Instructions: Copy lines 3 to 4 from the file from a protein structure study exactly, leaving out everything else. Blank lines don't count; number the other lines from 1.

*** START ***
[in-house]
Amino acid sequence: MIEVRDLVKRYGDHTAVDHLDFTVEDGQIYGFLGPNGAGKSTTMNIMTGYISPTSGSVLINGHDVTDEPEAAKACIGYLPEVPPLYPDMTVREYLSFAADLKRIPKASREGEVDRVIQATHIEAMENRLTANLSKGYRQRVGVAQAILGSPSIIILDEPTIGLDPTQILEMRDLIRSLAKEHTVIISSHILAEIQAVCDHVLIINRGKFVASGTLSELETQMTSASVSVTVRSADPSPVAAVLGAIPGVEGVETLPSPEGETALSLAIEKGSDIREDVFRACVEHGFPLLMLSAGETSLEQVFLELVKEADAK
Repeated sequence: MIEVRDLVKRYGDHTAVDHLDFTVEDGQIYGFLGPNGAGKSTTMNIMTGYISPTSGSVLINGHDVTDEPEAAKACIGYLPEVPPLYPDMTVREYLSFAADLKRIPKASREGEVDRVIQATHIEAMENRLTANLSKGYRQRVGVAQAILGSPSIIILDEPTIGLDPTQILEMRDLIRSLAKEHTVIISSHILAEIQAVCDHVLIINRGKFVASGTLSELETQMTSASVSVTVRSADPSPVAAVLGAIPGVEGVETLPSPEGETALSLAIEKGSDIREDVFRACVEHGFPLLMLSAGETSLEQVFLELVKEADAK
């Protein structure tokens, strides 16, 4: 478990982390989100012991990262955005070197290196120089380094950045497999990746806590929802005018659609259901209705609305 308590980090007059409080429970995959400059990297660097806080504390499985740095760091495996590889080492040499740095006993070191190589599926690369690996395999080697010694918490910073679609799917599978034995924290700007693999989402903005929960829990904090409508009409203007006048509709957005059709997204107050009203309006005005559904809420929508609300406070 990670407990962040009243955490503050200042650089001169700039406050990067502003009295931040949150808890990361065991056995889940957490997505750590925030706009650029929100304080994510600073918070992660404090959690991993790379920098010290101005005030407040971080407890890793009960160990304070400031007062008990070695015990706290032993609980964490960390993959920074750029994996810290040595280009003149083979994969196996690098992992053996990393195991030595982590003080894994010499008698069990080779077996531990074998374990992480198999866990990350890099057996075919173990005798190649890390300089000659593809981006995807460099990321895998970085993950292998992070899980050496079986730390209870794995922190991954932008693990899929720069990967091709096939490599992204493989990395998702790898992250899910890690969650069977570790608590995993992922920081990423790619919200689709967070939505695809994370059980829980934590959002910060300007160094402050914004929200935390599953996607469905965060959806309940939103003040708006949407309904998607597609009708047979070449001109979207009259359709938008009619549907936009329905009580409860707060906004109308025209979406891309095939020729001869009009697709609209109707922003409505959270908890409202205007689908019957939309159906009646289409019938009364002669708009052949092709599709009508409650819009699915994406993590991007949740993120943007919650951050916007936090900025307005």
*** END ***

Repeated sequence: MIEVRDLVKRYGDHTAVDHLDFTVEDGQIYGFLGPNGAGKSTTMNIMTGYISPTSGSVLINGHDVTDEPEAAKACIGYLPEVPPLYPDMTVREYLSFAADLKRIPKASREGEVDRVIQATHIEAMENRLTANLSKGYRQRVGVAQAILGSPSIIILDEPTIGLDPTQILEMRDLIRSLAKEHTVIISSHILAEIQAVCDHVLIINRGKFVASGTLSELETQMTSASVSVTVRSADPSPVAAVLGAIPGVEGVETLPSPEGETALSLAIEKGSDIREDVFRACVEHGFPLLMLSAGETSLEQVFLELVKEADAK
């Protein structure tokens, strides 16, 4: 478990982390989100012991990262955005070197290196120089380094950045497999990746806590929802005018659609259901209705609305 308590980090007059409080429970995959400059990297660097806080504390499985740095760091495996590889080492040499740095006993070191190589599926690369690996395999080697010694918490910073679609799917599978034995924290700007693999989402903005929960829990904090409508009409203007006048509709957005059709997204107050009203309006005005559904809420929508609300406070 990670407990962040009243955490503050200042650089001169700039406050990067502003009295931040949150808890990361065991056995889940957490997505750590925030706009650029929100304080994510600073918070992660404090959690991993790379920098010290101005005030407040971080407890890793009960160990304070400031007062008990070695015990706290032993609980964490960390993959920074750029994996810290040595280009003149083979994969196996690098992992053996990393195991030595982590003080894994010499008698069990080779077996531990074998374990992480198999866990990350890099057996075919173990005798190649890390300089000659593809981006995807460099990321895998970085993950292998992070899980050496079986730390209870794995922190991954932008693990899929720069990967091709096939490599992204493989990395998702790898992250899910890690969650069977570790608590995993992922920081990423790619919200689709967070939505695809994370059980829980934590959002910060300007160094402050914004929200935390599953996607469905965060959806309940939103003040708006949407309904998607597609009708047979070449001109979207009259359709938008009619549907936009329905009580409860707060906004109308025209979406891309095939020729001869009009697709609209109707922003409505959270908890409202205007689908019957939309159906009646289409019938009364002669708009052949092709599709009508409650819009699915994406993590991007949740993120943007919650951050916007936090900025307005």